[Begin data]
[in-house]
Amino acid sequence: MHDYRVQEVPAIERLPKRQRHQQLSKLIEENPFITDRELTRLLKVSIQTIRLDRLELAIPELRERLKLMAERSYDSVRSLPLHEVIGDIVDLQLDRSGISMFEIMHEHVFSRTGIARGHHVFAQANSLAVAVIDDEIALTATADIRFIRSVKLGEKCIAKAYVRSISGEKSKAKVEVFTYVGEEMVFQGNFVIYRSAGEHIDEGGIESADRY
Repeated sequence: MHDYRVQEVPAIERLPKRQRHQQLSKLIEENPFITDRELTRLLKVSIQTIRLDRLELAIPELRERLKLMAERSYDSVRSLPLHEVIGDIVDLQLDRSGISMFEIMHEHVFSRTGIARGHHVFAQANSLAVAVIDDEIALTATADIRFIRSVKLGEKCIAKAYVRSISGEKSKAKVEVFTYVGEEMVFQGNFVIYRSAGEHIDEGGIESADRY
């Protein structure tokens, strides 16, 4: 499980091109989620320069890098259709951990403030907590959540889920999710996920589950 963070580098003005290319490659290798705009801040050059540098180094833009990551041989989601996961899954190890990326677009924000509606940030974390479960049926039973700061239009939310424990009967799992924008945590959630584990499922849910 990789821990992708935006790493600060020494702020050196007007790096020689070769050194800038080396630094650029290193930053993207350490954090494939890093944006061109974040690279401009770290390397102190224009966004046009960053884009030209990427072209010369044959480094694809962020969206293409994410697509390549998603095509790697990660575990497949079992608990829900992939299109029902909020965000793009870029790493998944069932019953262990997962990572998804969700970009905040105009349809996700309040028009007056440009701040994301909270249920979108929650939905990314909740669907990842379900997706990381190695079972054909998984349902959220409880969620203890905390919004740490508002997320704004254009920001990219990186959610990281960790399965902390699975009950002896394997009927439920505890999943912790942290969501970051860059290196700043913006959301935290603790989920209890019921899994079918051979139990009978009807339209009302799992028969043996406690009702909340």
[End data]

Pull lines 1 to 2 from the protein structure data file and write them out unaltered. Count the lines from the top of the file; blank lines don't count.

[in-house]
Amino acid sequence: MHDYRVQEVPAIERLPKRQRHQQLSKLIEENPFITDRELTRLLKVSIQTIRLDRLELAIPELRERLKLMAERSYDSVRSLPLHEVIGDIVDLQLDRSGISMFEIMHEHVFSRTGIARGHHVFAQANSLAVAVIDDEIALTATADIRFIRSVKLGEKCIAKAYVRSISGEKSKAKVEVFTYVGEEMVFQGNFVIYRSAGEHIDEGGIESADRY